Inequalities Of Health In Britain Today

2315 words - 9 pages

Inequalities Of Health In Britain Today

In Britain today, inequalities of health are common among many
different groups of people. Recent comparisons have shown that Britain
is in the middle of comparable Western countries in relation to
inequalities of health.

Class has a huge influence on health. There is a large gap in how
healthy those in lower class groups are compared to those in higher
class groups, and many people believe that this gap is widening. For
example, the poorest groups in Britain live, on average, 8 years less
than those in rich groups, and while only 10% of social class I are
obese, 25 % of social class V are obese. This is the same level as in
the United States of America, which is known to have the highest rate
of obesity and related diseases in the world. Diseases such as lung
cancer, heart disease and strokes are all much higher in the lower
classes than the higher groups. The lower classes also have much
higher rates of alcohol and drug abuse, and therefore higher rates of
related diseases. Upper and middle class mothers are much more likely
to breastfeed their babies, which leads to the next generation being
healthier. It is not surprising that out of the 89,000 children in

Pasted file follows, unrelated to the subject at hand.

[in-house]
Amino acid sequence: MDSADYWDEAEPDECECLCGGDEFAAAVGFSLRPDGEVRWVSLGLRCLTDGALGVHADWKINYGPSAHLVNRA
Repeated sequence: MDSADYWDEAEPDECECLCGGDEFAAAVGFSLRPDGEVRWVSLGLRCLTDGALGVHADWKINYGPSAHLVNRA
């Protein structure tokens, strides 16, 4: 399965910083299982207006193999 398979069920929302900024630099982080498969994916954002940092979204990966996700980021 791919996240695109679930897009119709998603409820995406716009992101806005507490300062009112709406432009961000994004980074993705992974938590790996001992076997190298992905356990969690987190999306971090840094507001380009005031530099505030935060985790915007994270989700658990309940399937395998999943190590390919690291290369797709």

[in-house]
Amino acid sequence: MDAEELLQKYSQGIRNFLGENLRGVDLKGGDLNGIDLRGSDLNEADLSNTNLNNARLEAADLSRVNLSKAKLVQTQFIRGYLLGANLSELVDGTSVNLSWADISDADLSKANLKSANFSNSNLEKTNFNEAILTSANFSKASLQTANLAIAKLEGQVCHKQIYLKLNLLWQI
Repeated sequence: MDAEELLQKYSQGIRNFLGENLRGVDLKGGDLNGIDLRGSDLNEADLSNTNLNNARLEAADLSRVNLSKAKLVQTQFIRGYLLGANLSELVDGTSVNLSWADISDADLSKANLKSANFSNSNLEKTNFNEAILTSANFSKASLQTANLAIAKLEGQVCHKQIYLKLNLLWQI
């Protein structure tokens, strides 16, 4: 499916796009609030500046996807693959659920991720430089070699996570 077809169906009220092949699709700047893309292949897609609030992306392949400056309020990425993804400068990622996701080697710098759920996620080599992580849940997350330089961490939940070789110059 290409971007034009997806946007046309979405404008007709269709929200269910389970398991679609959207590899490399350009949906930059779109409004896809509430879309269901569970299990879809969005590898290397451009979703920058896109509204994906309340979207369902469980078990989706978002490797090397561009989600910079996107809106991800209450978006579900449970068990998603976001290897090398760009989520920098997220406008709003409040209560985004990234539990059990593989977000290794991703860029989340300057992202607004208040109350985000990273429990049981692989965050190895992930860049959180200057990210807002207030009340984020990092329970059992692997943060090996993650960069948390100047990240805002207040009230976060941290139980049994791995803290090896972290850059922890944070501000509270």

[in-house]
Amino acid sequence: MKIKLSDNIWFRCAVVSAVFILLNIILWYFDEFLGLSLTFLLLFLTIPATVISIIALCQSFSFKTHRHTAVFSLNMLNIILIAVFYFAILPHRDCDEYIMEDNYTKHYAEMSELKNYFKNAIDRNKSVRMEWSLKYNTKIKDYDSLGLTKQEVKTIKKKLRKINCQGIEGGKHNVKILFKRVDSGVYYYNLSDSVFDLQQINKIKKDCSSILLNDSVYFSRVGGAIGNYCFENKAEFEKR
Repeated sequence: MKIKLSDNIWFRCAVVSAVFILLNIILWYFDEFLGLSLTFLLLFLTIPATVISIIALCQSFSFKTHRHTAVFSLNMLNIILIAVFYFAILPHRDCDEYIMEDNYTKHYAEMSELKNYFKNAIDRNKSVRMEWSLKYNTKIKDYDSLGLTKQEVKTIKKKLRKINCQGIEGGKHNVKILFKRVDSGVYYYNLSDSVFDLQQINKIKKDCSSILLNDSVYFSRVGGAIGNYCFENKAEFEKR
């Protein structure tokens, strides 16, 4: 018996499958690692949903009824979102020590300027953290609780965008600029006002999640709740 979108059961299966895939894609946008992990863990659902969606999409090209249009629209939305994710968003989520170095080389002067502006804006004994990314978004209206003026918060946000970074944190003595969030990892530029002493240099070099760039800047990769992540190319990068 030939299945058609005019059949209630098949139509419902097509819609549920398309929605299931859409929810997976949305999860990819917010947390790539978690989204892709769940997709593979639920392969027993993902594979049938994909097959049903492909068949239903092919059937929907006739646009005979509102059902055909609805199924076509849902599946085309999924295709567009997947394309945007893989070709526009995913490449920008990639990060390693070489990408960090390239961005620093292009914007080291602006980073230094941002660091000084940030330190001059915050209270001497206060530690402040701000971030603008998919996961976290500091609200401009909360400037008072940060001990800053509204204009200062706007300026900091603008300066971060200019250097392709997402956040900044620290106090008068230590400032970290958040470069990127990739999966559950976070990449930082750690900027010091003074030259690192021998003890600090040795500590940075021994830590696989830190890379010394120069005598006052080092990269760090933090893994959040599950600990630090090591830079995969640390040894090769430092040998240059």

care in Britain, 82% are from the lower class, since children often
end up in care as a direct or indirect result of poverty.

Geography, which closely links to class, also affects the population's
health greatly. In Whitfield South ward, 96% of children live below
the poverty line, which is far above the national average. Northern
Ireland has the highest infant mortality rate in Britain, while Wales
has the highest teenage pregnancy rate. These statistics are even more
shocking, as Britain as a whole already has an incredibly high rate of
teenage pregnancy compared to the rest of Europe. Following a recent
survey, it was discovered that all the poorest places in Britain are
in Scotland, which profoundly affects Scotland's health and knowledge
of health. In Wester Hailes 9.8% of babies born had a low birth weight
compared to the Edinburgh average of 4.8%. In Greater Pilton there are
27% more deaths than average, 31% more cancer deaths and 16% more
heart disease, as well as highly above average suicide rates. All
these facts tell us that where you live seriously affects your health
and the type of health care you receive.

Non-white groups make up only 5.5% of Britain's population, but people
in ethnic minority groups are much more likely to describe their
health as "poor" of "fair" compared to those of the ethnic majority.
Four fifths of Pakistani and Bangladeshi people living in Britain
exist in poverty, which is defined as less than half of the average
income. Their income is about half of that for whites in the same
social class. The women in this ethnic group are also less...

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